Fortunately our unique position within WeWork’s design department gives us a great amount of control over our work. Depending on who our audience is for a specific project we ultimately get to decide what is the best way to tell the story of a space. We showcase important design features and compose the furniture layouts to better suit a particular view we like. One of our favorite parts of each project is getting to carefully integrate people and dogs into the images. For this stage we often like to find volunteers in our HQ to pose for a specific moment that we’ll stage and photograph ourselves. It’s been a fun way for us to include colleagues into our process.
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What do you do in your free time after work? Can you balance your working life and your private one?
JAKE: Finding a good work / life balance is very important to me although most would say I work too much as it is. I do spend some personal time working on side projects for fun which I think everyone needs once in awhile to let their passion resurface again. Other than spending countless hours at the computer other passions of mine are photography and traveling. I like to disconnect by getting outside and taking photos of cool things that catch my eye. Photography is a discipline that has become very important for me to pursue in my free time and for the past few years I’ve been using it as a way to experience my surroundings and more closely connect with architecture. I recently took a trip to the Amalfi coast and spent a week having Aperol spritz on the beach. It was one of the most beautiful places I’ve seen before. I must have taken close to one thousand photos. All in all, if I have to put in some late nights every once in awhile to be able to take a trip like this, I’m okay with that work / life balance.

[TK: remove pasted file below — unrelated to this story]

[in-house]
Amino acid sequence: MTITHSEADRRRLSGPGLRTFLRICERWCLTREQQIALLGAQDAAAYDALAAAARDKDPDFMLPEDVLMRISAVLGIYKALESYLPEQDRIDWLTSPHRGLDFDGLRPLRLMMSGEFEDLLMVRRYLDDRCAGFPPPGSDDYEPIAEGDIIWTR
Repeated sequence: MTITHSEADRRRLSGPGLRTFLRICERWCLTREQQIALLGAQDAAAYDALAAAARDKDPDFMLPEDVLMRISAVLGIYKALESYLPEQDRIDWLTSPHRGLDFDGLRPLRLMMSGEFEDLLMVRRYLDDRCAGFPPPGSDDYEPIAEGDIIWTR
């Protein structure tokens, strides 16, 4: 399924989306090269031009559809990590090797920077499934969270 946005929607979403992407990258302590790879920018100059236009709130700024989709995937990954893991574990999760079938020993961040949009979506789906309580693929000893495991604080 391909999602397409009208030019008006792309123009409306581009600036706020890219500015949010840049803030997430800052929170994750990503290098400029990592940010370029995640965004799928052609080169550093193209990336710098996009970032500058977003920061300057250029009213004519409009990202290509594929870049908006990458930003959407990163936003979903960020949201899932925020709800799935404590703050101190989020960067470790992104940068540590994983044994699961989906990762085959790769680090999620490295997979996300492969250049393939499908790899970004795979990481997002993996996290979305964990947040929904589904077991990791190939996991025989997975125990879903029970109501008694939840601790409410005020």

GREG: I enjoy spending time with my family watching futbol on the weekends but it can get a little stressful because I am an Arsenal fan. My hometown is not far from where I work so spending time with my closest friends is not too hard! One of my favorite pastimes is spending time in our local pub, Gallaghers (A place where friends meet), eating and drinking the night away. WeWork has an incredible amount of perks but one of the best is the flexibility for personal time. Just in the last two years, I have travelled more places around the world than all my other companies combined. It is truly a company that allows you to “make a life, not just a living.”